How much potential is within Albon won’t be clear until he can consistently extract the best from the car and himself. There were rather too many practice accidents as he sought to put himself in contention with sheer balls-out commitment and the consequences of these played their part in some of the qualifying deficits. But F1 in general is a harsh environment in which to still be learning. Doing that under the spotlight placed upon you when you climb into one of just six potential race-winning cars is an especially tough ask.
This all puts even sharper focus on the next two qualities.
This is where Albon’s predecessor in that hot seat, Pierre Gasly, fell. The combination of a tricky but fast car and one of the fastest drivers of all time as a team-mate, with the team already focussed around him, just destroyed Gasly’s confidence. He was a shadow of the feisty and quick driver he had been – and would be again after his demotion – at Toro Rosso. The confidence crisis escalated, led him to try crazy things in set-ups, saw him lose trust in the car and in himself. It was this, together with Albon’s shading of the quick and much more experienced Kvyat at Toro Rosso, that created the senior team opportunity.
In similar circumstances of a sometimes-bewildering performance gap to Verstappen, Albon showed much more resilience. He’d be deeply pissed off to be 0.4s adrift in qualifying, but he’d quickly regroup and would be fully capable of making a strong race performance the next day. He would bounce back at the next event, confidence renewed, everything reset. There was none of that downward spiral that so afflicted Gasly.
His strength is underlined by a super-keen intelligence, way beyond that of most drivers. “He’s incredibly analytical,” said Christian Horner. “He is so sharp on picking up traits in the car and articulating them. In this respect he reminds me of Seb [Vettel] but he’s somehow even more intuitive. Seb would work through the data all night to understand things whereas Alex can often pinpoint and understand them very quickly.” That analysis was applied to his own performance too and it was this logical and focussed approach that allowed him to keep the emotion of the struggle from nagging at him.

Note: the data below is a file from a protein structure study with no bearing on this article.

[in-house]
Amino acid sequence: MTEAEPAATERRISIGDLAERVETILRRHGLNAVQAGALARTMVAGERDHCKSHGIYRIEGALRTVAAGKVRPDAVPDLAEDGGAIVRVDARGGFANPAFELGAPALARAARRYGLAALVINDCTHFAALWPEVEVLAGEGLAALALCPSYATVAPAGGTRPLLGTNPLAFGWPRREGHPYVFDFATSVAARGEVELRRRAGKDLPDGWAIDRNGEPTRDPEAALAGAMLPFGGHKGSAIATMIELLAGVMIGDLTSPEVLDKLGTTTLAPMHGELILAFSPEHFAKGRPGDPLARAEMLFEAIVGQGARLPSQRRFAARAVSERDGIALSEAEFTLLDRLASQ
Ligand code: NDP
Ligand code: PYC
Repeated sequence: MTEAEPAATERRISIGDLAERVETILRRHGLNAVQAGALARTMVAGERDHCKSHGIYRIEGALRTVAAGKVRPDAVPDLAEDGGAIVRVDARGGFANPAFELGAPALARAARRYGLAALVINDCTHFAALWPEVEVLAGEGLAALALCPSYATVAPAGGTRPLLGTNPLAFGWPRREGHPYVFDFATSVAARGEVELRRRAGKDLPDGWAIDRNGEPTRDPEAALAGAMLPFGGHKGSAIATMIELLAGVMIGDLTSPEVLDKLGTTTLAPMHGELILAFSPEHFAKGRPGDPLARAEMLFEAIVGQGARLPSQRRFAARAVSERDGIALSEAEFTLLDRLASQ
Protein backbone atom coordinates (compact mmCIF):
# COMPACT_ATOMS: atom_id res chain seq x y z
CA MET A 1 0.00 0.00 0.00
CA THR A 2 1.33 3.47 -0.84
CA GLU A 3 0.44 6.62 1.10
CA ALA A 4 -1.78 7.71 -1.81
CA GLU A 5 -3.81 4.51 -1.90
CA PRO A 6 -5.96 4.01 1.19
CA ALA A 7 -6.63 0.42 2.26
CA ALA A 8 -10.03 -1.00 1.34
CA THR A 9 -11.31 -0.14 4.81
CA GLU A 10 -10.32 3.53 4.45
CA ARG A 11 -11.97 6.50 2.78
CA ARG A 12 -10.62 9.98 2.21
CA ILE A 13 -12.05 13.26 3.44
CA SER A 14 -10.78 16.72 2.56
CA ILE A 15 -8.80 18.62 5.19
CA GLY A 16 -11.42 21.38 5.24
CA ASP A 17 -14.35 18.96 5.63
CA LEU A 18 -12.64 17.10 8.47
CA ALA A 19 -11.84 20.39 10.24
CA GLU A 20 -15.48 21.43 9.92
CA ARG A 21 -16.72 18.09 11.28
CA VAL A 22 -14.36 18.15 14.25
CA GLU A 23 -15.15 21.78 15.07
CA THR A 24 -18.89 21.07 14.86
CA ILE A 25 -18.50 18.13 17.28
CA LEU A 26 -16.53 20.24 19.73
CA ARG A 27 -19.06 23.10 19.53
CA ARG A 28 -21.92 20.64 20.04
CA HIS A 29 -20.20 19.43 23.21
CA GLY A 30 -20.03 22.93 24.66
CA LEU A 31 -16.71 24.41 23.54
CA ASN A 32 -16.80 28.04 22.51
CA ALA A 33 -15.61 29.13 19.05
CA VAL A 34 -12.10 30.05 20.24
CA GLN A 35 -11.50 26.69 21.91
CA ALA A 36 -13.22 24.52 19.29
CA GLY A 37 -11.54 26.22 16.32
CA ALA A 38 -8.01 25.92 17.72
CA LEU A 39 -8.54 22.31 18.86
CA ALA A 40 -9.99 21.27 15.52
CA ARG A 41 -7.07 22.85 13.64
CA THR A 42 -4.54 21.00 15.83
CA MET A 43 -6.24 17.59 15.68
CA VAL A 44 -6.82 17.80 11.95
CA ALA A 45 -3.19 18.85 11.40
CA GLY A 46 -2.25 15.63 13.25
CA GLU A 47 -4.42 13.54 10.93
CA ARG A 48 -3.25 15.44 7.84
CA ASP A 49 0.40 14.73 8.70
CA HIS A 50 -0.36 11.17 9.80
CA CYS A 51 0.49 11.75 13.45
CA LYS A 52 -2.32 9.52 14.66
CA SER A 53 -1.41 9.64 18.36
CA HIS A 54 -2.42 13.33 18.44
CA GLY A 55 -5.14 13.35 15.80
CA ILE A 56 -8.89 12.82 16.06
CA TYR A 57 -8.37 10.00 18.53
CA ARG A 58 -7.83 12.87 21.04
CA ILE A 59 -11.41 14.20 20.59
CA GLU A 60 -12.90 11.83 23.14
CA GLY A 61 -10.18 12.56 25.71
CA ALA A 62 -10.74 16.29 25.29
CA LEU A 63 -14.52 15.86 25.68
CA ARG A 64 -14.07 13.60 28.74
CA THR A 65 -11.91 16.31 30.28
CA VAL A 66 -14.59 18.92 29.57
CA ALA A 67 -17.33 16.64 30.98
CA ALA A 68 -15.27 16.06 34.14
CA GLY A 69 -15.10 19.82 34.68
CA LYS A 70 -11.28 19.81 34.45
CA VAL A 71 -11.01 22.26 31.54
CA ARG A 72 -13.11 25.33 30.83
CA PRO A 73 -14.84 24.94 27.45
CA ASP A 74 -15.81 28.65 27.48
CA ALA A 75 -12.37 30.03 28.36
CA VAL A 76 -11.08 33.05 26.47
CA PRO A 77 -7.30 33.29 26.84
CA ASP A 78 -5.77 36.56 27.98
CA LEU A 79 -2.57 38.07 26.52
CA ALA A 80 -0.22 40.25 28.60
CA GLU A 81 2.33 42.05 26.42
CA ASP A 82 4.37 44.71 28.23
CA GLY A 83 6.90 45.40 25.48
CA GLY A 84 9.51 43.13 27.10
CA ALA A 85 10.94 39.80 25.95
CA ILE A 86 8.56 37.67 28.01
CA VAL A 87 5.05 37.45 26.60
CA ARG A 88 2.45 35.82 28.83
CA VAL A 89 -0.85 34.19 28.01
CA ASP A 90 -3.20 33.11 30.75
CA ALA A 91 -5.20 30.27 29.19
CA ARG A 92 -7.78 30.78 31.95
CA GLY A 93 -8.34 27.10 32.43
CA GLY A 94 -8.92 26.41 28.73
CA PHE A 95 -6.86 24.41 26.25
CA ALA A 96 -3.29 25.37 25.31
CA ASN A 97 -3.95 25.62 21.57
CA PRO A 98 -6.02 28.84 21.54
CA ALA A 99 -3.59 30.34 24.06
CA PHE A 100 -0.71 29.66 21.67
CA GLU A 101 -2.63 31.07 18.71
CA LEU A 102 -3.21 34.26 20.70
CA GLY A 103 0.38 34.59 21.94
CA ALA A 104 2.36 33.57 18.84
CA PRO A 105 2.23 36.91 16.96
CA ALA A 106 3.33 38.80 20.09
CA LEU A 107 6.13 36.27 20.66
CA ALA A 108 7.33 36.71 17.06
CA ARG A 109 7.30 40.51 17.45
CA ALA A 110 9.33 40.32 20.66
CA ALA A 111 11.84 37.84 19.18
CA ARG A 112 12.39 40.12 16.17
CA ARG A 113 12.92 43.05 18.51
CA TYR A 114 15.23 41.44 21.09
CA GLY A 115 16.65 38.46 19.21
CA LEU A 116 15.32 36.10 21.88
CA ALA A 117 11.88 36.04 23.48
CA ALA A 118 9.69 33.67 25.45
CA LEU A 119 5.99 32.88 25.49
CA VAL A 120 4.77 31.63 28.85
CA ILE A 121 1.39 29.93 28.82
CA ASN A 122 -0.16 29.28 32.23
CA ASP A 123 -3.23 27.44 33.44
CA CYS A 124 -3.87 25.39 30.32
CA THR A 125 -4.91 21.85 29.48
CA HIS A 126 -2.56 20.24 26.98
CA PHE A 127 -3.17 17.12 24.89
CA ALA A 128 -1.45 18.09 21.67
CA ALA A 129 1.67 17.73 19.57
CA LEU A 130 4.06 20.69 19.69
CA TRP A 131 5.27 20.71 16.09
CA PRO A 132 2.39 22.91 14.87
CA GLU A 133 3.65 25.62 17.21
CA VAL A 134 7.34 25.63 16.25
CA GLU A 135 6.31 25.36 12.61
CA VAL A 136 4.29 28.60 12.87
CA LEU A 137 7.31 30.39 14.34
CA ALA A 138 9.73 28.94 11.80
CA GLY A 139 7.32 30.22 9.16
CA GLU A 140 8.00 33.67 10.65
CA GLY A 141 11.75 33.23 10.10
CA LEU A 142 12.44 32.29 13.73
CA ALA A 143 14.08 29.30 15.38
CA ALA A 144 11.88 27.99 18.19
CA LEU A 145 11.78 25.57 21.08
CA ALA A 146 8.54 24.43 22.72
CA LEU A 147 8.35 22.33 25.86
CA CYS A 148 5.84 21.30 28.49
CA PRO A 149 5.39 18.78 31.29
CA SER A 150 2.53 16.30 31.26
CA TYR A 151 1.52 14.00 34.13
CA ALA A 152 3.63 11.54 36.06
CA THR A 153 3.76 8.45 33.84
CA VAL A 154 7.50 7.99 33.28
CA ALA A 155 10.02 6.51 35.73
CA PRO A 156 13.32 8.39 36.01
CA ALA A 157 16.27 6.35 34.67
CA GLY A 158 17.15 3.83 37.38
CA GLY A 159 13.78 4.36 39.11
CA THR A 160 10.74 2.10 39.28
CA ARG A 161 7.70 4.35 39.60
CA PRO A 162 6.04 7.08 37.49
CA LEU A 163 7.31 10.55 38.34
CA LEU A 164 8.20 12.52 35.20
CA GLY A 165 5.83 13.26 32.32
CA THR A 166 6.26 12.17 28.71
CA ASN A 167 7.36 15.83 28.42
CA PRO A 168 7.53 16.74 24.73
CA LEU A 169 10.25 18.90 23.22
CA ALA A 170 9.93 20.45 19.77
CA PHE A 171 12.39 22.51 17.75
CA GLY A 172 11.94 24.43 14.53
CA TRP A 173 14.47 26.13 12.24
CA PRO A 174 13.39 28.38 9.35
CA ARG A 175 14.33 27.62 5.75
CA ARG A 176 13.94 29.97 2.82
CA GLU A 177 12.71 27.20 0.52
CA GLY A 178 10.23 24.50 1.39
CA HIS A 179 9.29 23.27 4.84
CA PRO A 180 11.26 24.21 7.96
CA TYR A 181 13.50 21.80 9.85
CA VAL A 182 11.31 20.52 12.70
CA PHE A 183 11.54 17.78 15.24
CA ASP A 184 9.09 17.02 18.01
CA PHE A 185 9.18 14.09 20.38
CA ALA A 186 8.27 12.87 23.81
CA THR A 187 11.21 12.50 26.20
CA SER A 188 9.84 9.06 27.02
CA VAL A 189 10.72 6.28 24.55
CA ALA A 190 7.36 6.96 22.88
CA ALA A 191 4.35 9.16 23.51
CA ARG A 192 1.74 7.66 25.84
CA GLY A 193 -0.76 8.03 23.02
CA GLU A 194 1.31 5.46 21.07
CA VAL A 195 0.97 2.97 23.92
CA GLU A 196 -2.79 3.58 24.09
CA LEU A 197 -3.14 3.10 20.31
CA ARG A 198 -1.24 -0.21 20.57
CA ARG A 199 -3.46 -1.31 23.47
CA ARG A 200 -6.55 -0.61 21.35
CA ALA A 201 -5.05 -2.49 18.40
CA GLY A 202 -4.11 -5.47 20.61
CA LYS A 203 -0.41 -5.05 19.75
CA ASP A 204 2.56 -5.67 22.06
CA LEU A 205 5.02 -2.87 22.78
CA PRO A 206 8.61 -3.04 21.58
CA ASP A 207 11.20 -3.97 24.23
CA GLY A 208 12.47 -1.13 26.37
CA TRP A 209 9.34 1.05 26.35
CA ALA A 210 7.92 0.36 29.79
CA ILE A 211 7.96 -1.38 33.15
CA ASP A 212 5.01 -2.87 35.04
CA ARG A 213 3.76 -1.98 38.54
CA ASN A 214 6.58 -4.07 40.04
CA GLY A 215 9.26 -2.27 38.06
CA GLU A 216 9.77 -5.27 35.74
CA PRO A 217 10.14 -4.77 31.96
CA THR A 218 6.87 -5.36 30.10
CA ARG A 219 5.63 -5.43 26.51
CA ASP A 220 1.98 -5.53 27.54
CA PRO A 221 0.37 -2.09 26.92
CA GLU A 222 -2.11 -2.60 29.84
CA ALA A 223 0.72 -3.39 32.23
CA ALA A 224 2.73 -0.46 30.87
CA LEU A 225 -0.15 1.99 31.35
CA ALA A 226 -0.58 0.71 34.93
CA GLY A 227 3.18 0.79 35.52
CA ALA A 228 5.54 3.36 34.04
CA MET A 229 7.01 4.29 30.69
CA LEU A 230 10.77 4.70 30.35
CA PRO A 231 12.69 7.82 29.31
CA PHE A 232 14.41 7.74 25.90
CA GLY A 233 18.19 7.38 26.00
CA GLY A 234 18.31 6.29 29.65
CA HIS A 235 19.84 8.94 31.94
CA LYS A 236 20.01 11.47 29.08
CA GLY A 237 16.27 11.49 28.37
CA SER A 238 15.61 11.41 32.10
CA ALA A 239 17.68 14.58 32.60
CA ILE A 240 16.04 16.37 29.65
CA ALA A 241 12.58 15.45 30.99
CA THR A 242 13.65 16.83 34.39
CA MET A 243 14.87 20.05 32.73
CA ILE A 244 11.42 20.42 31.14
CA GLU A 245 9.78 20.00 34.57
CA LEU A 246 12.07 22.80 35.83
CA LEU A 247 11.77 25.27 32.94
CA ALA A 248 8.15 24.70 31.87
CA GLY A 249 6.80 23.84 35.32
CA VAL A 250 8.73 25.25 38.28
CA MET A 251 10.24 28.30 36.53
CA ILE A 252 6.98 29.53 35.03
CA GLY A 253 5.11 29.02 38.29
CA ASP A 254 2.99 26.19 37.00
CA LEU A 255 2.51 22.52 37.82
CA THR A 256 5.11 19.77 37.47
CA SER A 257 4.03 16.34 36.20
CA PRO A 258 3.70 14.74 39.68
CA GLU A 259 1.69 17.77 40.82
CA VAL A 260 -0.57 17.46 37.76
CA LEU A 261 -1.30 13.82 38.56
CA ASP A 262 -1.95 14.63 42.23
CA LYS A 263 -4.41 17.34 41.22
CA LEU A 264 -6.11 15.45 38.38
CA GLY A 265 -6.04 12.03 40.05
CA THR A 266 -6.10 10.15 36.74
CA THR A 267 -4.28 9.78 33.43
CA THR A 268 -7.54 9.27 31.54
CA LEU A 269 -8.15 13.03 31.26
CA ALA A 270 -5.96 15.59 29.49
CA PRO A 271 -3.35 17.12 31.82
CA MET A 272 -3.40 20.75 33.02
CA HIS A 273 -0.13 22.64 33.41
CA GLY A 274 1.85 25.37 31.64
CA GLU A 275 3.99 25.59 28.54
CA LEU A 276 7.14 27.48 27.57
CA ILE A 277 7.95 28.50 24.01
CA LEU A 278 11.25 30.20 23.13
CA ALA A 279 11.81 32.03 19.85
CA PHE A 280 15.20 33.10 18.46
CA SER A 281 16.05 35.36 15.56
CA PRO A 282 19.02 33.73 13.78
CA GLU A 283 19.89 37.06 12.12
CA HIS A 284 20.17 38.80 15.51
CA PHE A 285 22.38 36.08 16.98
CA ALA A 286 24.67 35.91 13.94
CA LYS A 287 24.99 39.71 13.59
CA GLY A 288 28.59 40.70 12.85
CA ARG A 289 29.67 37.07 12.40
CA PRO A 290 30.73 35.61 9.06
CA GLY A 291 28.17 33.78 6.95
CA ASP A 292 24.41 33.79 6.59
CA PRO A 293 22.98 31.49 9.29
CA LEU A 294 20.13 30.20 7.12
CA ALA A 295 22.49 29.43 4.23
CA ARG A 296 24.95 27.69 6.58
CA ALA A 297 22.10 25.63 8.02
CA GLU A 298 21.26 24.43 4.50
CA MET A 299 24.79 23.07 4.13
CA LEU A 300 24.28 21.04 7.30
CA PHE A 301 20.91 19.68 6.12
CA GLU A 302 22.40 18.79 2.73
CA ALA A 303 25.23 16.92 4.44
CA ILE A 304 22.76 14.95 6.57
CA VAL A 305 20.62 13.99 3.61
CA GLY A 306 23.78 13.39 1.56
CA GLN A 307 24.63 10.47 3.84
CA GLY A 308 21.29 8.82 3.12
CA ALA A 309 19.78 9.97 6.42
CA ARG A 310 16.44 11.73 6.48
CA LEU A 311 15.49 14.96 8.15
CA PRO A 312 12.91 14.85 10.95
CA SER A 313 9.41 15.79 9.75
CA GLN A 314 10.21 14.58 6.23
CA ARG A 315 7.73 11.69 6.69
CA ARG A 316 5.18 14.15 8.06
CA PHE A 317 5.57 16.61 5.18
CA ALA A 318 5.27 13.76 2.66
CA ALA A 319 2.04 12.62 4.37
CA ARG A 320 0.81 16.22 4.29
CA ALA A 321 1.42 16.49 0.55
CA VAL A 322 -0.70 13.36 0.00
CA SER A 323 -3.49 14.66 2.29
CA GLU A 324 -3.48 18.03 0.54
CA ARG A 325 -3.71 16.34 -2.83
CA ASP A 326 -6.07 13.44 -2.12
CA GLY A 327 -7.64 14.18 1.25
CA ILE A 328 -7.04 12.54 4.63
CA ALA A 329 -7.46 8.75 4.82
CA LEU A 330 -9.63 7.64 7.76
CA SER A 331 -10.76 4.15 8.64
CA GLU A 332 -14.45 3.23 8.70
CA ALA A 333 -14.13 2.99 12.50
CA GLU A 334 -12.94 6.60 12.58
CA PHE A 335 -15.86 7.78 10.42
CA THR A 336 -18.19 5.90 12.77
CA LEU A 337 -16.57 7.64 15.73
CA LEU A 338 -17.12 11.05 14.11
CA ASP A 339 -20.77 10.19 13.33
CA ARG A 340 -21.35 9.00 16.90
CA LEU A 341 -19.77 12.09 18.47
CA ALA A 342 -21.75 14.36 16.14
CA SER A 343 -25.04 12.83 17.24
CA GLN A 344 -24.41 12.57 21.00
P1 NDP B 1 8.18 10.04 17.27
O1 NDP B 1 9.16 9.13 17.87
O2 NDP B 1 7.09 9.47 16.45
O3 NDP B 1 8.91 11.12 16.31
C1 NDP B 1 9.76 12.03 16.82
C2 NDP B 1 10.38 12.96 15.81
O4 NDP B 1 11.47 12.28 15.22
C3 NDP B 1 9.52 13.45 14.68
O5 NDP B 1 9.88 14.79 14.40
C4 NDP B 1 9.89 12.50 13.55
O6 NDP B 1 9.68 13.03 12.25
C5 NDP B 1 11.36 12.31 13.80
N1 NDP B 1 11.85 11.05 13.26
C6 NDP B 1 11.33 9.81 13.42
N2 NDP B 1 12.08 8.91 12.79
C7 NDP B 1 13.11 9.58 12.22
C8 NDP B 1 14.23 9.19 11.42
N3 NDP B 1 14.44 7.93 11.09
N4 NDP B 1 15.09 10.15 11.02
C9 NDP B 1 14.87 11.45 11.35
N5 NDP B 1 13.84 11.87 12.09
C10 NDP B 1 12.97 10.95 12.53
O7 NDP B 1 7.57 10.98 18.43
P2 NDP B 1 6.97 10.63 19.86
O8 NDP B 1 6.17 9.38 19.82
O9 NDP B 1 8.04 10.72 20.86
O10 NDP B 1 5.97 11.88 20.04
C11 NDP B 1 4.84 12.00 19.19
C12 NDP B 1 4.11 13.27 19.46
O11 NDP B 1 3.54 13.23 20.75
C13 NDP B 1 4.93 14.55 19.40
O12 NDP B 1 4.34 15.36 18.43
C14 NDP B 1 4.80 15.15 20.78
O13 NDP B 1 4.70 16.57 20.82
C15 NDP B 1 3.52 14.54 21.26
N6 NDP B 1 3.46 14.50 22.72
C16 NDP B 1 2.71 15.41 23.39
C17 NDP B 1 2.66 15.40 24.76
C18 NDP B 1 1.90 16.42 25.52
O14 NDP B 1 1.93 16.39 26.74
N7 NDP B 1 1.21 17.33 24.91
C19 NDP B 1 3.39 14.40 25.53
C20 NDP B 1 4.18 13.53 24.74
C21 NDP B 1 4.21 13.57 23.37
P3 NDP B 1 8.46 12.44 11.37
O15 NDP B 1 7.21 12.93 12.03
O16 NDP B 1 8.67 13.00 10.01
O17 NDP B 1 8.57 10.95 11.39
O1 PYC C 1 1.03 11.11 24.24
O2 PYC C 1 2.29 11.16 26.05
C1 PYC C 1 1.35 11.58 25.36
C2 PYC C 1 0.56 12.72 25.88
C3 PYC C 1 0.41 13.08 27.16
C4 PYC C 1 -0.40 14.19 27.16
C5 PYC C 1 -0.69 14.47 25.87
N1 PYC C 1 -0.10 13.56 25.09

But the confidence needed if he’s to regularly go wheel-to-wheel with Hamilton, Leclerc, Vettel etc? That’s a different thing and needs to be backed up by his own personal performance. Only when he’s confident he’s accessing all of his own ability on a regular basis will he be able to go into battle with them as just another set of wheels to be passed or defended from. There’s a level of inner confidence some drivers reach where it becomes like a switch, where they know they are going to perform, and it feeds upon itself, even those who didn’t arrive as a phenomenon, but who built it up in stages. Nigel Mansell remains probably the best example, where all the latent ability is finally uncorked in one gushing unstoppable stream of performance delivery. Whether Albon can ever reach that threshold depends on the basic foundations being in place in a way there weren’t quite last year.
But what was very clear on track was his inherent raw desire. His ballsy pass late in the race on the ruthlessly defensive Sergio Perez, flat out down Spa’s Kemmel Straight, two wheels on the grass in top gear, got his Red Bull debut off to a great start. As did his earlier very smart double-bluff pass on the wily Ricciardo. Sure, these were slower cars – he’d started near the back because of an engine change grid penalty – but they were the sort of moves Gasly just hadn’t been making when he was in that seat.
Albon’s an immensely likeable character, disarmingly honest, shy but confident, self-deprecating in a way most untypical for an F1 star. But he’s got a tough job on his hands and he needs to create a space for himself within the team separate from that of Verstappen, where he demands what he needs for himself – to help extract his own potential. This extends to his communication with the engineering staff as well as the team bosses, even to the mechanics.
He’s immensely well-liked, but he probably needs to get more insistent in his particular demands. Something that is established as working for Verstappen won’t necessarily be the best for him and to be insistent in that situation, when you’ve not been performing to the other guy’s level, can be a difficult ask. But it’s absolutely a necessary one. He needs to enlist allies, needs to get tough without being perceived as whiny or difficult, while retaining that nice exterior that gets people onside and wanting to help – the thing that Ricciardo is fantastic at.
This all feeds into giving him a car that works for him and how he naturally feels it. All drivers can adapt and by necessity Albon had a lot of improvising and adaptation to do by arriving at Red Bull mid-way through the season. But physiologically, everyone is wired up differently and he needs to establish his own territory within the team that allows him to get a car in which he can perform at his best rather than adapting to something that Verstappen has shown works better for him. Even in situations where Verstappen is going faster. That can be a difficult one to get a bunch of experienced and tough team personnel to get around. But it’s what he must do. He must find his own way to compete with Verstappen because he isn’t going to ‘out-Max’ Max.
Only then do we find out what Albon’s true potential is and whether that’s enough to stay in that very hot seat.